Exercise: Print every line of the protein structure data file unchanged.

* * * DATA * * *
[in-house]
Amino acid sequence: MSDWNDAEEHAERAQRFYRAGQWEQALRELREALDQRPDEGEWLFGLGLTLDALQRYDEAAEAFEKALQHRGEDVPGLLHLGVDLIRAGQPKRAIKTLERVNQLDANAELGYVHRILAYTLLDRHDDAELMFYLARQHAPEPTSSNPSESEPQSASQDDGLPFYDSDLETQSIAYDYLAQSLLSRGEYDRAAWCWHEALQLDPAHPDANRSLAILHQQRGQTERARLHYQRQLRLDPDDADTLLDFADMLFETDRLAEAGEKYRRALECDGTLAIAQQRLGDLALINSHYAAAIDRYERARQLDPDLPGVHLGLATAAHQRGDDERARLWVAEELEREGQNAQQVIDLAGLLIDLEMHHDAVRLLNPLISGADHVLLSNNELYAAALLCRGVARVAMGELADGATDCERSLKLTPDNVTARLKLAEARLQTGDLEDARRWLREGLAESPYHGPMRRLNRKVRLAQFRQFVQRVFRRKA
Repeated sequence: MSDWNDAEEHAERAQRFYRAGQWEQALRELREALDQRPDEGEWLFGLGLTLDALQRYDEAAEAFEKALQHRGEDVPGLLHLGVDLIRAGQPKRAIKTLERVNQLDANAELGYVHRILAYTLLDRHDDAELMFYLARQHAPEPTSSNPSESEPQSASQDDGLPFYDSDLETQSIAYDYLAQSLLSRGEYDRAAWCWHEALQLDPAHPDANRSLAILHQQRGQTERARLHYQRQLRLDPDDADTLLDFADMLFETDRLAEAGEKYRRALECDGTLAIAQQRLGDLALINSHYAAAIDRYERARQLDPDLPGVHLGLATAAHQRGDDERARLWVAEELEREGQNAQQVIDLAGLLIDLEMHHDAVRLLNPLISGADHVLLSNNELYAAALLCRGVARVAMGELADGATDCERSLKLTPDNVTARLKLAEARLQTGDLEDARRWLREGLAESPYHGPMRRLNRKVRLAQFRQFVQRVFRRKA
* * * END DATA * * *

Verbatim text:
[in-house]
Amino acid sequence: MSDWNDAEEHAERAQRFYRAGQWEQALRELREALDQRPDEGEWLFGLGLTLDALQRYDEAAEAFEKALQHRGEDVPGLLHLGVDLIRAGQPKRAIKTLERVNQLDANAELGYVHRILAYTLLDRHDDAELMFYLARQHAPEPTSSNPSESEPQSASQDDGLPFYDSDLETQSIAYDYLAQSLLSRGEYDRAAWCWHEALQLDPAHPDANRSLAILHQQRGQTERARLHYQRQLRLDPDDADTLLDFADMLFETDRLAEAGEKYRRALECDGTLAIAQQRLGDLALINSHYAAAIDRYERARQLDPDLPGVHLGLATAAHQRGDDERARLWVAEELEREGQNAQQVIDLAGLLIDLEMHHDAVRLLNPLISGADHVLLSNNELYAAALLCRGVARVAMGELADGATDCERSLKLTPDNVTARLKLAEARLQTGDLEDARRWLREGLAESPYHGPMRRLNRKVRLAQFRQFVQRVFRRKA
Repeated sequence: MSDWNDAEEHAERAQRFYRAGQWEQALRELREALDQRPDEGEWLFGLGLTLDALQRYDEAAEAFEKALQHRGEDVPGLLHLGVDLIRAGQPKRAIKTLERVNQLDANAELGYVHRILAYTLLDRHDDAELMFYLARQHAPEPTSSNPSESEPQSASQDDGLPFYDSDLETQSIAYDYLAQSLLSRGEYDRAAWCWHEALQLDPAHPDANRSLAILHQQRGQTERARLHYQRQLRLDPDDADTLLDFADMLFETDRLAEAGEKYRRALECDGTLAIAQQRLGDLALINSHYAAAIDRYERARQLDPDLPGVHLGLATAAHQRGDDERARLWVAEELEREGQNAQQVIDLAGLLIDLEMHHDAVRLLNPLISGADHVLLSNNELYAAALLCRGVARVAMGELADGATDCERSLKLTPDNVTARLKLAEARLQTGDLEDARRWLREGLAESPYHGPMRRLNRKVRLAQFRQFVQRVFRRKA